(Somalia) Al-Shabab’s former No. 2 leader runs for office in Somalia, Associated Press, October 30, 2018

The former second-in-command of al-Shabab in Somalia, Mukhtar Robow, has announced his intention to run for a regional presidency in his native Southwest region. The former terrorist is technically still the subject to U.S sanctions that were enacted in 2008 as a response to his illicit activities, and has been told by the federal government that he cannot run. However, the central government in Somalia is weak and disconnected from regional governments to a sufficient extent that it may not be able to enforce its decision to bar. Many within and without of the government express concerns about the lack of punishment for Robow’s past, while others suggest that to bar the former terrorist would be to remove incentives from other high-level terrorists who wish to defect.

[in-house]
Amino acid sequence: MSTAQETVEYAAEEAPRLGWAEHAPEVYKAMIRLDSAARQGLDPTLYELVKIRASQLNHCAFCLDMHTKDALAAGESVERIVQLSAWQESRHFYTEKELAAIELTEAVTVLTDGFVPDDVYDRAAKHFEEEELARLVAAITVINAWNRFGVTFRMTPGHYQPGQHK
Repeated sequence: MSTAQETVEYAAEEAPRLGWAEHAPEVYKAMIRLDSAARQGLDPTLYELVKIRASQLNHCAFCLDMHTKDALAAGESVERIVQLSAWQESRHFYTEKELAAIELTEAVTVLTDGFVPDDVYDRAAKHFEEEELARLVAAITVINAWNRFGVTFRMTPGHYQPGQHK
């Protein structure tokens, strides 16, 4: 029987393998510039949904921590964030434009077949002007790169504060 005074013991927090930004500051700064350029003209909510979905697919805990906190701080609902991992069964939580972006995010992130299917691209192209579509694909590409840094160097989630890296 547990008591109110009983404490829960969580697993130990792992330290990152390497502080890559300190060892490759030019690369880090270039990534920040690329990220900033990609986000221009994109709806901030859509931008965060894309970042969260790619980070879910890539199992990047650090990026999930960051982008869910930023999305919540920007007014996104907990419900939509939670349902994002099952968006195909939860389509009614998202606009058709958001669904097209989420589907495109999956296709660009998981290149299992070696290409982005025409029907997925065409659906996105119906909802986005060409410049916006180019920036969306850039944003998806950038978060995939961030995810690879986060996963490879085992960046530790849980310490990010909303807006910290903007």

(Democratic Republic of the Congo ) Waiting for Democracy in Congo, Foreign Affairs, August 17, 2018

In August of 2018, current Congolese President Joseph Kabila announced that he will not be seeking a third term in the country’s upcoming elections. Kabila had previously delayed elections and avoided stepping down, despite ruling past the nation’s constitutional two-term, ten-year limit. Despite the announcement, concerns about a truly democratic transition remain. His replacement candidate, Emmanuel Ramazani Shadary, has a history of allying himself with the dictatorial Kabila, and is fiercely loyal.